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The Dutch national road pricing scheme: review of appraisal studies and impacts for the Dutch car market and the environment

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  • Karst Geurs

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  • Henk Meurs
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    Abstract

    The Dutch government has decided to gradually introduce a complex national road pricing system in the years 2012 to 2018. Existing car purchase taxes and the annual road taxes are to be replaced by a kilometre-based charging system. Several appraisal studies have been conducted to examine the impacts of different pricing variants, using the well-known Dutch national model system (NMS) and the national car market model DYNAMO. The car market model has recently been developed and simulates yearly car ownership and car purchase behaviour of households at a detailed level (120 car types * 70 household types), and endogenously models second hand car prices as a pricing mechanism to create an equilibrium in supply and demand. The Dutch road pricing scheme is expected to have major impacts: car ownership is projected to increase by 5-6% in the long run, car use is to reduced by by 10-15% and congestion on the main motorway network in 2020 by about 50%, compared to a reference scenario. Cost-benefit analysis studies, using output from the transport models, show significant positive welfare effects. This paper will review existing appraisal studies on the impacts of the kilometre charge, and describe the Dutch car market model DYNAMO and projections of the impacts of different CO2 pricing schemes. Results from DYNAMO estimations show that abolishing existing car purchase and road taxes by a CO2 differentiated kilometre charge has unintended consequences in the form of rising car ownership and increasing shares of diesel cars and relatively large and heavy vehicle types. Explanations for these unintended effects are that households react more to present one-off fixed costs than to recurrent variable costs, and total car costs are reduced for households with relatively low car mileages. For households with low car usage, the reduction of fixed car taxes is not fully compensated by increases in variable costs, and savings can be used to buy a more expensive and larger car. However, overall environmental impacts of CO2 differentiated kilometre charges are quite positive resulting from the reduction in car travel.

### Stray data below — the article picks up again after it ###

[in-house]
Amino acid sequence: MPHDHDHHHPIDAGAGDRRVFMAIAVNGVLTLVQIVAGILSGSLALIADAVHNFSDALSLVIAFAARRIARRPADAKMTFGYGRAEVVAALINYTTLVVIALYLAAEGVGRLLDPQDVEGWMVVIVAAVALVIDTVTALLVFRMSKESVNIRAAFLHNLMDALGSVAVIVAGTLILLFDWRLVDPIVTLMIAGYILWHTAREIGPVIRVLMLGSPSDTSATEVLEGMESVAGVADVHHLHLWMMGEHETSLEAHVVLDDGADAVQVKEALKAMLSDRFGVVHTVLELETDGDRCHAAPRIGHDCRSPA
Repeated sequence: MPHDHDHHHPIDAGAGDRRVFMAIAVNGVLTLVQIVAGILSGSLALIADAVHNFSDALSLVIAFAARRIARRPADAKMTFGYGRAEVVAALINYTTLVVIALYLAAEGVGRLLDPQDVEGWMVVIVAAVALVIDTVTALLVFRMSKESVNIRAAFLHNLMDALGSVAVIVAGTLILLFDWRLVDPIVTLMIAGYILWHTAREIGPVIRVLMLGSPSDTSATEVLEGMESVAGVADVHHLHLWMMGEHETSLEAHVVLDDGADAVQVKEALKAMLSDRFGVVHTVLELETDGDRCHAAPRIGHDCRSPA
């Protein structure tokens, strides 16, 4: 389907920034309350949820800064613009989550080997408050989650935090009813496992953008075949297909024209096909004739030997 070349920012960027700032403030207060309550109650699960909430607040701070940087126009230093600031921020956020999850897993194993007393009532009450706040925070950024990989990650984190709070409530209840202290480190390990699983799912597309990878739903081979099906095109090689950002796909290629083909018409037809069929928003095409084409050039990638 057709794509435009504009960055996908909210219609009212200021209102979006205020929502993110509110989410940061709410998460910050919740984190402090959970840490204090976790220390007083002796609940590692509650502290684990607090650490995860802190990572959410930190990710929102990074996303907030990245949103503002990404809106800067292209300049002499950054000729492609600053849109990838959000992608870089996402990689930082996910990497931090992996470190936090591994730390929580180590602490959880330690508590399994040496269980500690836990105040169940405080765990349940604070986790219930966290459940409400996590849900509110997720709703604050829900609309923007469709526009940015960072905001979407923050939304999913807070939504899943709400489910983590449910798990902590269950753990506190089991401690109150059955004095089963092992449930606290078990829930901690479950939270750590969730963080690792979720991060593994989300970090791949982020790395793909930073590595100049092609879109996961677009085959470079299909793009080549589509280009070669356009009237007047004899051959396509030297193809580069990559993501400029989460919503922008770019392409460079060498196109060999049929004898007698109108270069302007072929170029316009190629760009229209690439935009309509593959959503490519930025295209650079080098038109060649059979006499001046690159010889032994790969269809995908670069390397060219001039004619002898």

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    Bibliographic Info

    Paper provided by European Regional Science Association in its series ERSA conference papers with number ersa10p1438.

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    Date of creation: Sep 2011
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    Handle: RePEc:wiw:wiwrsa:ersa10p1438

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    1. Eliasson, Jonas & Hultkrantz, Lars & Nerhagen, Lena & Rosqvist, Lena Smidfelt, 2009. "The Stockholm congestion - charging trial 2006: Overview of effects," Transportation Research Part A: Policy and Practice, Elsevier, vol. 43(3), pages 240-250, March.
    2. Uwe Kunert & Hartmut Kuhfeld, 2006. "The Diverse Structures of Passenger Car Taxation in Europe and the EU Commissions Proposal for Reform," Discussion Papers of DIW Berlin 589, DIW Berlin, German Institute for Economic Research.
    3. Levinsohn, James & Berry, Steven & Pakes, Ariel, 2004. "Differentiated Products Demand Systems from a Combination of Micro and Macro Data: The New Car Market," Scholarly Articles 3436404, Harvard University Department of Economics.
    4. Mannering, Fred L. & Train, Kenneth, 1985. "Recent directions in automobile demand modeling," Transportation Research Part B: Methodological, Elsevier, vol. 19(4), pages 265-274, August.
    5. Manski, Charles F., 1983. "Analysis of equilibrium automobile holdings in Israel with aggregate discrete choice models," Transportation Research Part B: Methodological, Elsevier, vol. 17(5), pages 373-389, October.
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